As was mentioned, nothing much is needed for object persistence per se. But some conventions are very useful to deal with instance versioning. The way this is handled in the provided library code is to create an Abstract Parent Class Persistent. XBase++ does not implement the keyword ABSTRACT, as some languages do. But it does the equivalent thing with the keyword DEFERRED which applies to methods. If one or more methods are deferred, the class is an abstract class.

Every class that wishes to be persistent should inherit from Class Persistent. In our library samples, the only class that does so is Configuration (however, a ColorScheme instance is a data member of a Configuration instance, so it gains persistence vicariously). The Persistent parent class provides a unified approach to versioning issues; it also implements the actual storage/retrieval methods. In the provided code, storage is just MEMOREAD()/MEMOWRIT() calls; but by having a parent class, we could globally reimplement a different storage technique without having to make any changes to child classes.

Classes that inherit from Persistent have several obligations in implementing DEFERRED methods. Fortunately, as with introspection, the conventions are pretty mechanical. The clearest thing is to examine Configuration.prg to see how all the conventions are followed (the source file is well documented). One special line needs to be included in the child's :init() method and several special requirements apply to the child's declaration. The :init() method should include the following line:


In the child class declaration, an initClass() method should be used, and should contain the lines in the below example (if other actions specific to the child class are required, they may be added, of course). The DEFERRED method exposeSelf() should also be implemented, and should contain exactly the lines listed in the example (adjusting for the current date in the version, and for the actual data members and methods of the child class). Several (non-exposed) methods are implemented in Persistent, and are named with a leading underscore. The corresponding methods without the underscore are DEFERRED in Persistent, and the child must implement them. In most cases, the implementation of each exposed method will be no more than a call to the corresponding underscored method. All in all, the following is a sufficient class declaration for a child of Persistent. Obviously, if you want the class to do more, add the capabilities it needs.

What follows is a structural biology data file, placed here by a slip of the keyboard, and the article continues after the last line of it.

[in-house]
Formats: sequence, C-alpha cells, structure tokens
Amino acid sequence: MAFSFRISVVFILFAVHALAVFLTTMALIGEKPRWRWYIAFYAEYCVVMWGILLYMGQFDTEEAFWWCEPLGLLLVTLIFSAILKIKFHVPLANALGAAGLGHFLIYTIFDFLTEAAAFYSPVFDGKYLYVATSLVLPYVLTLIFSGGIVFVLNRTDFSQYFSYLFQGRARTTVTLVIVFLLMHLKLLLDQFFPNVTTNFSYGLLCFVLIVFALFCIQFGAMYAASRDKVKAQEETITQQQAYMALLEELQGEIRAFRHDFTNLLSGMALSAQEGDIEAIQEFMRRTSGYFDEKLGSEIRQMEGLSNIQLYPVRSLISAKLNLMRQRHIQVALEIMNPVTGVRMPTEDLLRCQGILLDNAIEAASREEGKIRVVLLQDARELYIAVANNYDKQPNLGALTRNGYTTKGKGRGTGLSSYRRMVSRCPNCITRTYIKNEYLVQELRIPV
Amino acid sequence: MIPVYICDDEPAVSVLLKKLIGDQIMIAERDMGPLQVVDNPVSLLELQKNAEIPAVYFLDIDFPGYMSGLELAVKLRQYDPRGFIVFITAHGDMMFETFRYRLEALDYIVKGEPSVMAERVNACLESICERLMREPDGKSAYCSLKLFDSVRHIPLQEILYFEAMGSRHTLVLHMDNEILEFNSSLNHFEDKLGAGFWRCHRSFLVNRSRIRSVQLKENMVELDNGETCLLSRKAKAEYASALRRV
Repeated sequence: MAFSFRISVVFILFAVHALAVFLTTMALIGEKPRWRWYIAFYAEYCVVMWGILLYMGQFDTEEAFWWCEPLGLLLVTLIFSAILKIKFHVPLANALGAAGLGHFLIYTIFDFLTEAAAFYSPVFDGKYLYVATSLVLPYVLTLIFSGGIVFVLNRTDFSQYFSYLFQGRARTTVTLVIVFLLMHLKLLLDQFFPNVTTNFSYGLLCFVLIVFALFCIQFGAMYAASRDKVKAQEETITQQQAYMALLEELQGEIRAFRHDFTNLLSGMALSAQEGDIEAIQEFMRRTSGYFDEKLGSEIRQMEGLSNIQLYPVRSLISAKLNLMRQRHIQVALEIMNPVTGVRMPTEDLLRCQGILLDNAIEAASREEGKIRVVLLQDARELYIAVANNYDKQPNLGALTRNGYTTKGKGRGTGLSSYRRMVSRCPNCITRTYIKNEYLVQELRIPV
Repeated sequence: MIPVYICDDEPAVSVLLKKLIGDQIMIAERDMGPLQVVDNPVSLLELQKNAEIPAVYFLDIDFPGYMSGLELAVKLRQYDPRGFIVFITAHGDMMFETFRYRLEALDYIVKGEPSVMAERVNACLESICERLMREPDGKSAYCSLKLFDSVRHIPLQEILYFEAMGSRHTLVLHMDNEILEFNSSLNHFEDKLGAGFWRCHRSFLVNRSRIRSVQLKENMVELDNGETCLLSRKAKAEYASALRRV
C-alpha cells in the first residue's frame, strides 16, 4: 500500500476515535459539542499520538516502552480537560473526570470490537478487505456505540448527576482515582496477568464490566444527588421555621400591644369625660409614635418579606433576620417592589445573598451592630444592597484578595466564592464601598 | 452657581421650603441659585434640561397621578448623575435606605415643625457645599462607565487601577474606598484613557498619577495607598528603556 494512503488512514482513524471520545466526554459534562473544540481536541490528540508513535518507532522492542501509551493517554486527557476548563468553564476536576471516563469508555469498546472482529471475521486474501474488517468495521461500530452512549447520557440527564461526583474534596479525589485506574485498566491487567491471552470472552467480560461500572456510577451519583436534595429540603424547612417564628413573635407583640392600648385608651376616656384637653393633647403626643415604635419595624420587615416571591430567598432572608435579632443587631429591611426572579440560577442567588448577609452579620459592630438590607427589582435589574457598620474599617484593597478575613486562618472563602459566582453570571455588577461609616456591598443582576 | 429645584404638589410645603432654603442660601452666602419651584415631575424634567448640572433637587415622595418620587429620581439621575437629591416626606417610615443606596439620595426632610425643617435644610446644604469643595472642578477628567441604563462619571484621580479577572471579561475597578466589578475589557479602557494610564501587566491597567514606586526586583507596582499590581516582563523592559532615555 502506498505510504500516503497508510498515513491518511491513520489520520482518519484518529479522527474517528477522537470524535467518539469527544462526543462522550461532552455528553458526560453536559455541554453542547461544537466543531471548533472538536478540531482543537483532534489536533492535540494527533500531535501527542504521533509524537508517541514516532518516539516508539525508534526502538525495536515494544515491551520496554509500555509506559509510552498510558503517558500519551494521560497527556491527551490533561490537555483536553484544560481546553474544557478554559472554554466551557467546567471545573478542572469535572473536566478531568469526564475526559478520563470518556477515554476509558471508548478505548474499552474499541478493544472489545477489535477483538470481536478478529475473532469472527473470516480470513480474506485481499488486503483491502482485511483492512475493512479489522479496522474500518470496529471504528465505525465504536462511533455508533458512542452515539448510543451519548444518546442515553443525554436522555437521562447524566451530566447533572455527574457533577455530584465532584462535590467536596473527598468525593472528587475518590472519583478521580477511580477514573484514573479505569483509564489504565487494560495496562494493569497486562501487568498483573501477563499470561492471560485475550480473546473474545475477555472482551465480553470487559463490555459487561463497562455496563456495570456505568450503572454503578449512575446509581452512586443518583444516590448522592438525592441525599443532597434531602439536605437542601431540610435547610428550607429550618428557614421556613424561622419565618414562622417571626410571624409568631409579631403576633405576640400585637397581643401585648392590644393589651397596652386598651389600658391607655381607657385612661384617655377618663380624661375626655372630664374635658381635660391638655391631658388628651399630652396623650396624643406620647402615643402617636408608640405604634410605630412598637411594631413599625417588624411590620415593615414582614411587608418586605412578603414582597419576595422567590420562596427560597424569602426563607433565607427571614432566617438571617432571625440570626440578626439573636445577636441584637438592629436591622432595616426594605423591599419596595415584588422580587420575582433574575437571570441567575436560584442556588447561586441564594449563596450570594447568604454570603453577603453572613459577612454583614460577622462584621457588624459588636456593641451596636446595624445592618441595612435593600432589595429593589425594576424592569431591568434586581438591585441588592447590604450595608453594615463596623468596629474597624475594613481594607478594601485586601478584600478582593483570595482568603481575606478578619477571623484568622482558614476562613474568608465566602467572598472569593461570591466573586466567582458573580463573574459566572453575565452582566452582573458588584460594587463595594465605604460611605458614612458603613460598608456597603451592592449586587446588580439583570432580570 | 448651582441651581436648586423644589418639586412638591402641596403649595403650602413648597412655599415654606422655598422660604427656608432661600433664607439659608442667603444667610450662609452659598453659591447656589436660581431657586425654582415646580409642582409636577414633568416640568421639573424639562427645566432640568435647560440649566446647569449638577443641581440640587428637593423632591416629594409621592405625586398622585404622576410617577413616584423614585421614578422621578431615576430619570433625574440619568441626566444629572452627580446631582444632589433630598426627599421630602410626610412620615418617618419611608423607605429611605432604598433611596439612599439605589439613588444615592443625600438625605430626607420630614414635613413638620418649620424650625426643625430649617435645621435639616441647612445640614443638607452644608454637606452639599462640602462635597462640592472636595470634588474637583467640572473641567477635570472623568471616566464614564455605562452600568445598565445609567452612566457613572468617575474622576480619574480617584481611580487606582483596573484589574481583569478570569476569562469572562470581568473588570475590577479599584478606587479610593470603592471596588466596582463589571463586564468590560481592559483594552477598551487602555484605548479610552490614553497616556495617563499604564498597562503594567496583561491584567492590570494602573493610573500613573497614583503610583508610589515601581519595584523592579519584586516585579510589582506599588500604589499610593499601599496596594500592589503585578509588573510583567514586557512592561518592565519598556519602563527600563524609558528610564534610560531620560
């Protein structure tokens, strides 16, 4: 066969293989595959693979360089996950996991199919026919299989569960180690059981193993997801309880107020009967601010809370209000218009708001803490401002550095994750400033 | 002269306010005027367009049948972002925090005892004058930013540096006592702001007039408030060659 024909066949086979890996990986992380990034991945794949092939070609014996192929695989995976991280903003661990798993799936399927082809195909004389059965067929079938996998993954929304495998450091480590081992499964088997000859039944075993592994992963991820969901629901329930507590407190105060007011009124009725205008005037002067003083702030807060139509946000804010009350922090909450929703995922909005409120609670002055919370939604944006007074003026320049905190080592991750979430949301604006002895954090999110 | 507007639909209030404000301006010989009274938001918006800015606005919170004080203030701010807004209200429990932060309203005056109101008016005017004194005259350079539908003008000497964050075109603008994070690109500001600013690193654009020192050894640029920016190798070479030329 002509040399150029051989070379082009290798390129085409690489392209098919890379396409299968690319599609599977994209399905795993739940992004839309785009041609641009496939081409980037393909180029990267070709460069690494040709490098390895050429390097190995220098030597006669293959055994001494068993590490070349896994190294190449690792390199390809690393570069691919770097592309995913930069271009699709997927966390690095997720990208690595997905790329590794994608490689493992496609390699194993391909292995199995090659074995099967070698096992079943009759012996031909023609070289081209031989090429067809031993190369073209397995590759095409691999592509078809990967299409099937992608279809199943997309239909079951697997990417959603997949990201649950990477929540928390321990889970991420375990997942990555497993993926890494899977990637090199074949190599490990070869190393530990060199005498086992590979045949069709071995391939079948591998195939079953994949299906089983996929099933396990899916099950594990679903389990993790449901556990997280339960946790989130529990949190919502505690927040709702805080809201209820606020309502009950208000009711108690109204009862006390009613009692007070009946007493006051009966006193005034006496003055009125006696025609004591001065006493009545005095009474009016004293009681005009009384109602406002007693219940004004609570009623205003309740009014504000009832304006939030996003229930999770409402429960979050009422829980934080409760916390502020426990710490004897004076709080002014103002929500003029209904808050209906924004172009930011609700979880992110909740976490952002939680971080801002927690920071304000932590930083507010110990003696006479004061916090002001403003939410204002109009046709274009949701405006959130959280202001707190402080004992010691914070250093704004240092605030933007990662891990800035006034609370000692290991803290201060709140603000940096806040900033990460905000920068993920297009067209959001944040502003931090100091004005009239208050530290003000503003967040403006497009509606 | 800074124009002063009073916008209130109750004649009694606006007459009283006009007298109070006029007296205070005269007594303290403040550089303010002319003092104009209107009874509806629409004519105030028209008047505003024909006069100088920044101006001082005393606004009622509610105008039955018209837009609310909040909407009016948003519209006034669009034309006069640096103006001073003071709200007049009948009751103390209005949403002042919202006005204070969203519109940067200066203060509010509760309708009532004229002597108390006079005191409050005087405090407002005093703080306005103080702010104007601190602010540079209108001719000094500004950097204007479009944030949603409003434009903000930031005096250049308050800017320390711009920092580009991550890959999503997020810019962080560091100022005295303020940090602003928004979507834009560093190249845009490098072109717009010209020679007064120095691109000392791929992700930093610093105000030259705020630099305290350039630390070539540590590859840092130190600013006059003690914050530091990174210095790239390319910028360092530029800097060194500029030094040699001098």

CLASS MyClass FROM Persistent
    RETURN self

      ::C_version := 20000501
      ::C_data    := {"myBoolean", "myData", "myNum"}
      ::C_methods := { }
      RETURN self

    VAR myBoolean, myData, myNum
    METHOD init
    INLINE METHOD fromDisk(c)  ; RETURN ::Persistent:_fromDisk(self, c)
    INLINE METHOD antiquated() ; RETURN ::Persistent:_antiquated(self)
    INLINE METHOD uptoDate()   ; RETURN ::Persistent:_uptoDate(self)
    INLINE METHOD toDisk(c)    ; RETURN ::Persistent:_toDisk(self,"fname")
    INLINE METHOD verUpdate    ; RETURN ::Persistent:_verUpdate(self)


These few conventions are simple to follow, and wind up providing version-safe object persistence for any child class that follows them.

Working With A Persistent Child

I developed the below test script (included with a few extra comments as tstcfg.prg) to validate persistence and versioning of a Configuration instance. This is a quick workout of the basic Persistent methods.

oCfg := Configuration():new()
? "Testing Configuration Class"
? "------------------------------------------"
? "Class version", Configuration():C_version
? "New Instance version", oCfg:version
? "Up to date?", oCfg:uptoDate()
? "oCfg:Font_Alert", oCfg:Font_Alert
? "Change version", (oCfg:version := 2)
? "Up to date?", oCfg:uptoDate()
? "Write to disk, read back configuration"
? "------------------------------------------"
oCfg := Configuration():new():fromDisk("USER.CFG")
? "Read Instance version", oCfg:version
? "Up to date?", oCfg:uptoDate()
? "What's antiquated?"
? oCfg:antiquated()
? "Try updating the diskfile version"
? "------------------------------------------"
oCfg := oCfg:verUpdate()
oCfg := Configuration():new():fromDisk("USER.CFG")
? "Read Instance version", oCfg:version
? "Up to date?", oCfg:uptoDate()
? "What's antiquated?"
? oCfg:antiquated()

The output from the above steps should be similar to the below. Examining the two should make clear the use of each Persistent method.

Testing Configuration Class
Class version   19990924
New Instance version   19990924
Up to date? .T.

oCfg:Font_Alert 10.Arial

Change version          2
Up to date? .F.

Write to disk, read back configuration

Read Instance version          2
Up to date? .F.

What's antiquated?
Summary of instance data availability:
- Instance version =        2
- Class version = 19990924
<<Font_Alert>> available in this instance
<<ButtonLabels>> available in this instance
<<GrayBar>> available in this instance
<<ColorScheme>> available in this instance
<<MY_Date>> available in this instance
<<savedCfg>> available in this instance
<<version>> available in this instance

Try updating the diskfile version

Read Instance version   19990924
Up to date? .T.

What's antiquated?
This instance matches the current format